[0122] In this example, video encoder 20 determines whether the motion vectors for the block point in a common temporal direction (176). That is, video encoder 20 determines whether the motion vectors refer to reference pictures that both are to be displayed before or after the current picture, e.g., whether the reference pictures occur in the same reference picture list (such as list 0 or list 1).

[0123] If the two motion vectors point in a common temporal direction ("YES" branch of 176), video encoder 20 may further determine whether the motion vectors are at least almost in proportion to temporal distances between the current picture and the corresponding reference pictures (178). The temporal distances may correspond to differences between picture order count (POC) values for the current picture and the two reference pictures. "At least almost in proportion" generally refers to either being almost in proportion to the temporal distances, or in proportion to the temporal distances. Video encoder 20 may execute formulas (6) and/or (7) as discussed above to determine whether the motion vectors are at least almost in proportion to the temporal distances.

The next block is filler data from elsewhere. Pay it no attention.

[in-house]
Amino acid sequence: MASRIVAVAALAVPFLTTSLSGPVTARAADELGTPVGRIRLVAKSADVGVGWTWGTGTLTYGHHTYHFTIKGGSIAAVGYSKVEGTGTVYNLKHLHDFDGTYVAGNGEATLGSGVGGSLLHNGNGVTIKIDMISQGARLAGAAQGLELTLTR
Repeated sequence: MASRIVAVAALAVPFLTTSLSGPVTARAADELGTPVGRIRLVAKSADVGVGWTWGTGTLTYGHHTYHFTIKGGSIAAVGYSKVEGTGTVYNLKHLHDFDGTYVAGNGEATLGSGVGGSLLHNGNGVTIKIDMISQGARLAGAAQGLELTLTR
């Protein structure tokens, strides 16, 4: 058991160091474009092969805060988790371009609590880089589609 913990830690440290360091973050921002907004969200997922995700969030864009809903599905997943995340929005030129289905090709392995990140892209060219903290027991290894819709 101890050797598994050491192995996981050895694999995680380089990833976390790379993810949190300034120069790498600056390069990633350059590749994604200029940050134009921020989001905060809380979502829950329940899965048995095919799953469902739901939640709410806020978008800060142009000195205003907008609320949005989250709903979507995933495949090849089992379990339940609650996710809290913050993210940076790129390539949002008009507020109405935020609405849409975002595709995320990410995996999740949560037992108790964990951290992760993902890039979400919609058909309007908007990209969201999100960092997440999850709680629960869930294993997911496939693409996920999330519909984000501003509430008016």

[0124] For example, video encoder 20 may determine a first POC difference between a POC value for the current picture and a POC value for a first reference picture, to which a first motion vector (MV0) refers, as a first temporal distance TD0, and a second POC difference between the POC value for the current picture and a POC value for a second reference picture, to which a second motion vector (MV1) refers, as a second temporal distance TD0. MV0 and MV1 may include respective x- and y-components. For example, MV0 may include MV0x and MV0y components, where MV0x describes a horizontal offset and MV0y describes a vertical offset relative to the position of the block in the current picture to determine a position at which to locate a reference block in the first reference picture. Similarly, MV1 may include MV1x and MV1y components, where MV1x describes a horizontal offset and MV1y describes a vertical offset relative to the position of the block in the current picture to determine a position at which to locate a reference block in the second reference picture. Video encoder 20 may then use these values to execute either or both of formulas (6) and/or (7), or other similar formulas, to determine whether the motion vectors are at least almost in proportion to the temporal distances.